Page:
It globally sources components that it has for the most part, designed itself from the ground up, from a host of countries -- China, Taiwan, Mexico, Canada, the United States, Europe, and Japan.
Because of the performance needed, Nanolumens had to design its own components, such as its proprietary "Nixel," which can be used to create displays that curve and bend according to the needs of the end-customer.
These are very different from mass-produced consumer display technology components, such as those made by Samsung Display or Sharp for use in TV sets, tablets, and smartphones.
They also need to be manufactured to much higher tolerances, because in many cases they may have to work outside, in the elements, twenty-four hours a day and seven days a week.
The company also does not own its manufacturing plants -- in essence, it is "fabless". This makes for an agile process that provides quality and value to their end customers. And because these are public installations most of the final assembly has to occur on-site.
Additionally, the global sourcing strategy puts the company in a unique position because no individual component manufacturer possesses the "secret sauce" to replicate Nanolumens' products.
Obviously, because of the highly specialized/customized, relatively low volume of shipments, Nanolumens' products are expensive -- a typical install, depending on the type of display and the resolution of the components may go into the millions of dollars.
But unlike a commodity display unit that goes into a consumer product -- which has to be made and sold as cheaply as possible with very high volume -- a Nanolumens display generates substantial income for its end-customers by drawing paying customers into these public spaces.
For example, a few weeks ago I attended an event at the Miami Heat's American Airlines Arena in Florida, where Nanolumens has installed a series of large outdoor displays for the recently-opened XFINITY East Plaza.
This outdoor covered area is dotted with vendors selling food, alcoholic beverages and branded Miami Heat merchandise and has permanent marketing kiosks for Comcast's XFINITY service.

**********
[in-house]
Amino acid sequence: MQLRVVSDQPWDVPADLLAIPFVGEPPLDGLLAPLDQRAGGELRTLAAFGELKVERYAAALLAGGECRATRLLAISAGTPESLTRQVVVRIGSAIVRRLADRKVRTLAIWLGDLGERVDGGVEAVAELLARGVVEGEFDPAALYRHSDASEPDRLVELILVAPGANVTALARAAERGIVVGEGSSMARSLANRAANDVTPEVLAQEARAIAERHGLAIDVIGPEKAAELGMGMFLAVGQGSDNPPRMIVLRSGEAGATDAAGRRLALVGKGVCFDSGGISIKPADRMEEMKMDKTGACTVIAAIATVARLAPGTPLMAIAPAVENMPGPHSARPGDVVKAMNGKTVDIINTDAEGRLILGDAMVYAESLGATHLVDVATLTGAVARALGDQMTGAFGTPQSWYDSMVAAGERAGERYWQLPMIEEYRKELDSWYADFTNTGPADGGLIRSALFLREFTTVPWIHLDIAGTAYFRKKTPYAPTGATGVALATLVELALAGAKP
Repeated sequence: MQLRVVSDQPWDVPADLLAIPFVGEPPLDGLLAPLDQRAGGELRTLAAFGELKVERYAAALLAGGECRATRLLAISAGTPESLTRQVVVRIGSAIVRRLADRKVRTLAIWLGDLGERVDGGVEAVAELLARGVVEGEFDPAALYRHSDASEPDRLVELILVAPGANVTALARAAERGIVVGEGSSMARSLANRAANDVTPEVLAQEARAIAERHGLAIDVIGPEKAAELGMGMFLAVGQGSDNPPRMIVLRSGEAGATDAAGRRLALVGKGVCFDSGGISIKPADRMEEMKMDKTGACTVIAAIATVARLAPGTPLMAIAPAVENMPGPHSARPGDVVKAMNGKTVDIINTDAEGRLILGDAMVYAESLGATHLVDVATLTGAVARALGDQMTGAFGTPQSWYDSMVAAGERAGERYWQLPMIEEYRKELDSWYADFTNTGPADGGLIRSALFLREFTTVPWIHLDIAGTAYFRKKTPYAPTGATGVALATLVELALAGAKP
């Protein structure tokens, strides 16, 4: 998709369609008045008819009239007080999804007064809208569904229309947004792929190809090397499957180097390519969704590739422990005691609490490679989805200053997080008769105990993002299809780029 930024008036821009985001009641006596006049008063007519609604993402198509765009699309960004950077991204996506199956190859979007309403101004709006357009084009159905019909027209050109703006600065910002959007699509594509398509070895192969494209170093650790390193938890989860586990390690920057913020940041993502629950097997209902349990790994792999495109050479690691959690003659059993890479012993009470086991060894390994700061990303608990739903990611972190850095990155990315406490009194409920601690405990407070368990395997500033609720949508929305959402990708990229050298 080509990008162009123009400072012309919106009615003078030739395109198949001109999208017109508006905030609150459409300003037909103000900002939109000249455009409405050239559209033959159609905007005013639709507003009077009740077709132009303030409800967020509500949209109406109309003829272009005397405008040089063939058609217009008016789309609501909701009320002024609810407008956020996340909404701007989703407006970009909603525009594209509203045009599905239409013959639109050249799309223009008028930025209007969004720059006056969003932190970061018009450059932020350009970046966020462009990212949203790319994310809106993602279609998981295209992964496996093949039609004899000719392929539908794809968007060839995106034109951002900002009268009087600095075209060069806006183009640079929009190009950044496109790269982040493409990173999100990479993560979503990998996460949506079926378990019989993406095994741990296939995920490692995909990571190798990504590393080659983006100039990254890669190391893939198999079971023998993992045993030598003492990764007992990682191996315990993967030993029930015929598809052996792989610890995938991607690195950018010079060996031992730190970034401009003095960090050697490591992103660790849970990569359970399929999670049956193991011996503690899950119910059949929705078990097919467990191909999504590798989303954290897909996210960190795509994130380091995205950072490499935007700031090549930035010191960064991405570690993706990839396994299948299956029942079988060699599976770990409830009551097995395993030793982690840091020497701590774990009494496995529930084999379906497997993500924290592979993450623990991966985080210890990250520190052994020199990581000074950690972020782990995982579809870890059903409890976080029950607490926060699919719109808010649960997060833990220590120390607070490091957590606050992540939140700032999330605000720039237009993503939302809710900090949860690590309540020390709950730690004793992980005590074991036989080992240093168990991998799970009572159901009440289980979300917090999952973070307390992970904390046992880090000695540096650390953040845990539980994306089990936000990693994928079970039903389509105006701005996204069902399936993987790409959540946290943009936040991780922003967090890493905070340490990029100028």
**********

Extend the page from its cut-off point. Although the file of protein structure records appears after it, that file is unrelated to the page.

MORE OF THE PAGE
It features a stage with a huge Nanolumens rectangular display unit in addition to multiple curved display columns.
There's nothing else like this in South Florida. The Miami Heat plans to use this for half-time shows and concert series, as well as for special private and corporate events. I seriously doubt they and Comcast balked at the multi-million dollar price tag for the display units given the revenue potential of the venue itself.
This ability to sell at such a high margin not only allows Nanolumens to use the most advanced technology possible (stuff that is probably ten years more advanced than what can go into a consumer display) and absorb the costs of R&D, but it also allows the company to upgrade the technology infrastructure for each major install every six years.
Which is absolutely unheard of in the consumer space.
Nanolumens' story is inspiring and one that gives hope for innovation coming out of the high-tech manufacturing sector in the United States. But it is not a commodity business -- which is a message that needs to resonate with all American companies looking to distinguish themselves in the technology space.
Should more US-based companies be like Nanolumens? Talk Back and Let Me Know.